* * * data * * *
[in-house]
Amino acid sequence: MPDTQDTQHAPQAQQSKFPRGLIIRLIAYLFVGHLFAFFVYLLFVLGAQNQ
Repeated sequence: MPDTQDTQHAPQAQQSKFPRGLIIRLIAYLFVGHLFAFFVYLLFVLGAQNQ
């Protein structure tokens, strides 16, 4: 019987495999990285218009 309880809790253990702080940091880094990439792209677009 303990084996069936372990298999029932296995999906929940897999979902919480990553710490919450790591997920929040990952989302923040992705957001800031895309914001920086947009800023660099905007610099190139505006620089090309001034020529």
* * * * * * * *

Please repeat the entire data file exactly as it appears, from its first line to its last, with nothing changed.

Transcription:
[in-house]
Amino acid sequence: MPDTQDTQHAPQAQQSKFPRGLIIRLIAYLFVGHLFAFFVYLLFVLGAQNQ
Repeated sequence: MPDTQDTQHAPQAQQSKFPRGLIIRLIAYLFVGHLFAFFVYLLFVLGAQNQ
């Protein structure tokens, strides 16, 4: 019987495999990285218009 309880809790253990702080940091880094990439792209677009 303990084996069936372990298999029932296995999906929940897999979902919480990553710490919450790591997920929040990952989302923040992705957001800031895309914001920086947009800023660099905007610099190139505006620089090309001034020529």